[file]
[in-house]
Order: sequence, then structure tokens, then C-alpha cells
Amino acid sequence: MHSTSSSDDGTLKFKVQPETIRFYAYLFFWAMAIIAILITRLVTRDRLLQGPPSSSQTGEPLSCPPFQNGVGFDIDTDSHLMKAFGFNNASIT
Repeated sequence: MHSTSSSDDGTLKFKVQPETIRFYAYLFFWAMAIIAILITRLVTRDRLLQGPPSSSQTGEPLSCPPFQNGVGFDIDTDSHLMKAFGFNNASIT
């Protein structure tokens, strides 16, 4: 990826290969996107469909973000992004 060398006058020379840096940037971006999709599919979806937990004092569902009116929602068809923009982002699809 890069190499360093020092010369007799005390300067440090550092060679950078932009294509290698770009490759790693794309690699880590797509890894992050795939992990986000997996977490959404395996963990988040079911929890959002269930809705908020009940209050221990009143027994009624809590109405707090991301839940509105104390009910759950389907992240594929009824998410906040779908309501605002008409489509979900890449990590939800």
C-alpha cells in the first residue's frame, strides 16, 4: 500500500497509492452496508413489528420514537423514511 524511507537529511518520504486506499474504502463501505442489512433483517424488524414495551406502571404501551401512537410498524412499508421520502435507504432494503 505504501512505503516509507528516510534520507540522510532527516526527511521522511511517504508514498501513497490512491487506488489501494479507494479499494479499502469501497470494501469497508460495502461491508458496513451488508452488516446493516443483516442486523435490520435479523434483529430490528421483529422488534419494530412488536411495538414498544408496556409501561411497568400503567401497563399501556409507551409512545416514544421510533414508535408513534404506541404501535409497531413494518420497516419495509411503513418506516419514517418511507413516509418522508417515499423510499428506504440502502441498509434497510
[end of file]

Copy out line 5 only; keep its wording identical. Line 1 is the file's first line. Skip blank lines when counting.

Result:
């Protein structure tokens, strides 16, 4: 990826290969996107469909973000992004 060398006058020379840096940037971006999709599919979806937990004092569902009116929602068809923009982002699809 890069190499360093020092010369007799005390300067440090550092060679950078932009294509290698770009490759790693794309690699880590797509890894992050795939992990986000997996977490959404395996963990988040079911929890959002269930809705908020009940209050221990009143027994009624809590109405707090991301839940509105104390009910759950389907992240594929009824998410906040779908309501605002008409489509979900890449990590939800």